New York Liberty's Tina Charles (31) looks to shoot against...

New York Liberty's Tina Charles (31) looks to shoot against Washington Mystics' Kia Vaughn (9) during the second quarter of game three of the WNBA Eastern Conference semifinals at Madison Square Garden, Tuesday, Sept. 22, 2015, in New York. Credit: Jason DeCrow

It was around this time last year that the Liberty embarked on their 2015 season with the most modest of outlooks. They had just traded away a perennial star in Cappie Pondexter after their second straight year of missing the playoffs. All-Star center Tina Charles was surrounded by bright young faces, and no one quite knew what to make of the new look.

Then, the unexpected. They became behemoths of the WNBA, ended up a with a franchise-record 23-11 mark and seemed in position to win their first championship in team history. They eventually fell to the Indiana Fever in the conference finals and the team found themselves in a position no one saw coming: disappointed in not winning a title few expected them to achieve in the first place.

This year, there will be no surprises. If the Liberty doesn’t make it to the playoffs, they will believe they underachieved. And while the goal isn’t quite championship or bust, it’s certainly close.

As Charles noted, this season “is going to be even harder.”

“We have a bull’s-eye on our back,” said Charles, who will represent the U.S. in this summer’s Rio Olympics. “We play at Madison Square Garden . . . We know what we brought last year, we know that we stunned everyone, we know that we didn’t even know what our potential was and we even shocked ourselves.”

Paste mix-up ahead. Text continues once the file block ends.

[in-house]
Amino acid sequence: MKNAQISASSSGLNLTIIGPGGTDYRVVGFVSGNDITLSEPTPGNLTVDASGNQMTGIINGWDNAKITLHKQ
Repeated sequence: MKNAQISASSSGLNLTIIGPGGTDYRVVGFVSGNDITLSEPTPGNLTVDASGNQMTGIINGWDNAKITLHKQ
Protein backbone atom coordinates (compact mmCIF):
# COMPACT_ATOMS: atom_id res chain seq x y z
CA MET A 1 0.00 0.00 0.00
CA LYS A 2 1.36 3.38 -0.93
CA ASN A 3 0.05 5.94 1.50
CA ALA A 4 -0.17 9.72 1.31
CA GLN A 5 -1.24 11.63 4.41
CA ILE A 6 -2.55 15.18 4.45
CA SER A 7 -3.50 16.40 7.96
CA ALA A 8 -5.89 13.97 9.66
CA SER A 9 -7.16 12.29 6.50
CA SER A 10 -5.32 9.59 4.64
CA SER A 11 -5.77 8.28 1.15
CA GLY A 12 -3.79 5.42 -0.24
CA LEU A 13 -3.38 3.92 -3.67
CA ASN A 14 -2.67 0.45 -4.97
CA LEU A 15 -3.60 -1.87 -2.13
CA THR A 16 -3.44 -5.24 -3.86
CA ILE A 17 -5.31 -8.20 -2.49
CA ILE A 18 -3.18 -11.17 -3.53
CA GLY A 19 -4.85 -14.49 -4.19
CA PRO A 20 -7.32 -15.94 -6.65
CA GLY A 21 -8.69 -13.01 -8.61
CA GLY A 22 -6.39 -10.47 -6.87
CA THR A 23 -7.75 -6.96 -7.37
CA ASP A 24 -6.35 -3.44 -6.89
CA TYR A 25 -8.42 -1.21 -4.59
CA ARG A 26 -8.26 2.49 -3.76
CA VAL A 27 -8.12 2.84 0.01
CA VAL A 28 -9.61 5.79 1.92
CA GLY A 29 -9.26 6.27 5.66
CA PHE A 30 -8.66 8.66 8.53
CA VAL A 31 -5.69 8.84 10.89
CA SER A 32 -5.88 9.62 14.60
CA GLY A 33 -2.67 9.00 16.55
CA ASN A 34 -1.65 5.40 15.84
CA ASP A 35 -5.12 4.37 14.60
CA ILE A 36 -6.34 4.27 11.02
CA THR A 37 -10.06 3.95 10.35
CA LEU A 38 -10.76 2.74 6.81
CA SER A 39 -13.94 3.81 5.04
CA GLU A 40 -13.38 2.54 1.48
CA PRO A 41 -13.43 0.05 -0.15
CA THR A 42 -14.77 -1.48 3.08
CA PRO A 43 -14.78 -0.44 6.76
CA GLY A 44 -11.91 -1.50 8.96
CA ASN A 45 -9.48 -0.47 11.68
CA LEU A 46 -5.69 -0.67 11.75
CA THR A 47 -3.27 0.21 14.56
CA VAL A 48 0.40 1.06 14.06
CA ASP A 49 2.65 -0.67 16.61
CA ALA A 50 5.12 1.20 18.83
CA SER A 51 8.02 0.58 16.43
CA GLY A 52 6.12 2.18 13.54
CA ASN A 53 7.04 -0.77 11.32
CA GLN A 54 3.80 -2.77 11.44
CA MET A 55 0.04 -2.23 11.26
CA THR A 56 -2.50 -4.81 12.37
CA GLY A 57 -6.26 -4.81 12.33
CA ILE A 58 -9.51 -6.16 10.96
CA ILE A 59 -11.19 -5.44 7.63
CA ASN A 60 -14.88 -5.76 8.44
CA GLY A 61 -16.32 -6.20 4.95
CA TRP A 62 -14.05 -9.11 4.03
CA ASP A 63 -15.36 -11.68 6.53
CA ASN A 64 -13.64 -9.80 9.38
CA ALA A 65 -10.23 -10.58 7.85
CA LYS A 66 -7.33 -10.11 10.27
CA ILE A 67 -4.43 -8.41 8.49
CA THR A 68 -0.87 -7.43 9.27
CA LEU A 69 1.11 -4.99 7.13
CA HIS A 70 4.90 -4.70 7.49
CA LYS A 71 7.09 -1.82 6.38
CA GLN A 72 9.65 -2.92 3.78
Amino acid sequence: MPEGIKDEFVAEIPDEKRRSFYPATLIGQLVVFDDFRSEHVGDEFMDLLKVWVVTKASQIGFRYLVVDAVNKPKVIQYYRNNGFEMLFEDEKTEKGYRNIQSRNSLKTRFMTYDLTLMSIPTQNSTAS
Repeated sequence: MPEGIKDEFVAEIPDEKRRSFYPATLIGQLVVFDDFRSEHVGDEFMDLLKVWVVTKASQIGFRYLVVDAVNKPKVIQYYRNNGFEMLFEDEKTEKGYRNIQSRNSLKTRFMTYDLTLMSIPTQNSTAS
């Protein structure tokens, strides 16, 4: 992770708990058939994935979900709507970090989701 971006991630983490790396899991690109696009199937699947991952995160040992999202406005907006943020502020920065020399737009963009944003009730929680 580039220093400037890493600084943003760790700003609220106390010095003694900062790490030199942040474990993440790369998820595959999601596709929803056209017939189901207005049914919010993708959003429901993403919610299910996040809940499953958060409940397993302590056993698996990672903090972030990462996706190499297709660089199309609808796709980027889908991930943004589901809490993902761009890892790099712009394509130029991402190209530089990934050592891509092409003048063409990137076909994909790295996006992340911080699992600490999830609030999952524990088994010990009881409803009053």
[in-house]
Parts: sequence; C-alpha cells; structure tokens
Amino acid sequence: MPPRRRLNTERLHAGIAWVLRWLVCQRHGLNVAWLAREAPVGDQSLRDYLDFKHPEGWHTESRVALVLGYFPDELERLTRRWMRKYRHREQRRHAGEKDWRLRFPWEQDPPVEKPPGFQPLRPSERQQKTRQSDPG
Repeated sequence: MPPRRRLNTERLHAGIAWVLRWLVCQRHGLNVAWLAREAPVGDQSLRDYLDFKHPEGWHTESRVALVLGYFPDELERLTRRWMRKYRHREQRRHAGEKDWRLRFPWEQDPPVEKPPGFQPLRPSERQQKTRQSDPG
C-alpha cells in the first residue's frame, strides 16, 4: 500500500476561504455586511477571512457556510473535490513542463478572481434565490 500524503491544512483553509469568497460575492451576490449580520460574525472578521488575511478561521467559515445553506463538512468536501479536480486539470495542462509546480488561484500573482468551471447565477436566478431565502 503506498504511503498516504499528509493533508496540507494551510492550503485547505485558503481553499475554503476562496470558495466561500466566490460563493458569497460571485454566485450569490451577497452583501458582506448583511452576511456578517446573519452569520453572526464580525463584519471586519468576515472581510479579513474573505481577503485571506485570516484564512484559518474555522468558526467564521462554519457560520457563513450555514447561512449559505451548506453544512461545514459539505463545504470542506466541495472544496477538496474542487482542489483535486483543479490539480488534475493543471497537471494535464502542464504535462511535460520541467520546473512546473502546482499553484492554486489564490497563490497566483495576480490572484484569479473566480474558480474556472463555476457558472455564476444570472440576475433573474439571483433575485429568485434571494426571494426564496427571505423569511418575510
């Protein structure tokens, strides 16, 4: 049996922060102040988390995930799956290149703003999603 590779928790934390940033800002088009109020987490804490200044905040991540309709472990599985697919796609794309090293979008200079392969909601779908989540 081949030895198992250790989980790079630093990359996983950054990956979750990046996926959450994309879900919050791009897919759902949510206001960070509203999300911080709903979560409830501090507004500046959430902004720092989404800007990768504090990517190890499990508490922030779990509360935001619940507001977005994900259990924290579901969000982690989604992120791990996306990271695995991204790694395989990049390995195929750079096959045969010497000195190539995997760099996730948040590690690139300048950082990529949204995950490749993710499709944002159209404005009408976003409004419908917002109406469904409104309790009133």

One of the keys will be picking up the offense to match their devastating defense. Last year, the Liberty was the most defensively sound team in the WNBA, allowing a league-low 71.1 points in the regular season. They led the league in defensive rebounds per game (26.8) and ranked in the top five in steals, blocks and opponent turnovers.

“We are, first and foremost, a defensive basketball team,” Liberty coach Bill Laimbeer said. “That’s what we hang our hat on. At the same time, if we can steal easy baskets and have our other bigs like Kiah [Stokes] or [Carolyn] Swords, or Brittany [Boyd] can score easy baskets for us, that creates a separation in point differential.”

There were times last season when the Liberty was forced to rely heavily on Charles for offense, leading to limited chances when teams double- or even triple-teamed her. Charles averaged 17.1 points per game, and while starting guard Epiphanny Prince was second with 15 points per game, she underwent surgery for a torn ACL in December and will miss the beginning of the season, meaning the next active leading scorer is guard Sugar Rogers, who averaged 8.1.

New acquisitions will certainly change the landscape, but offense will still be at a premium.

This season features a number of new players, making it imperative for the Liberty to jell early. Amanda Zahui B, a 6-5 center acquired from the Dallas Wings earlier this week, will add depth to the frontcourt. Veteran guards Shoni Schimmel, Lindsey Harding and Shavonte Zellous will help make up for the loss of Prince.

“I’m looking forward to this season,” Charles said. “ . . . The way I set the tone when I go out, it should be a snowball effect. What I do everyone else follows.”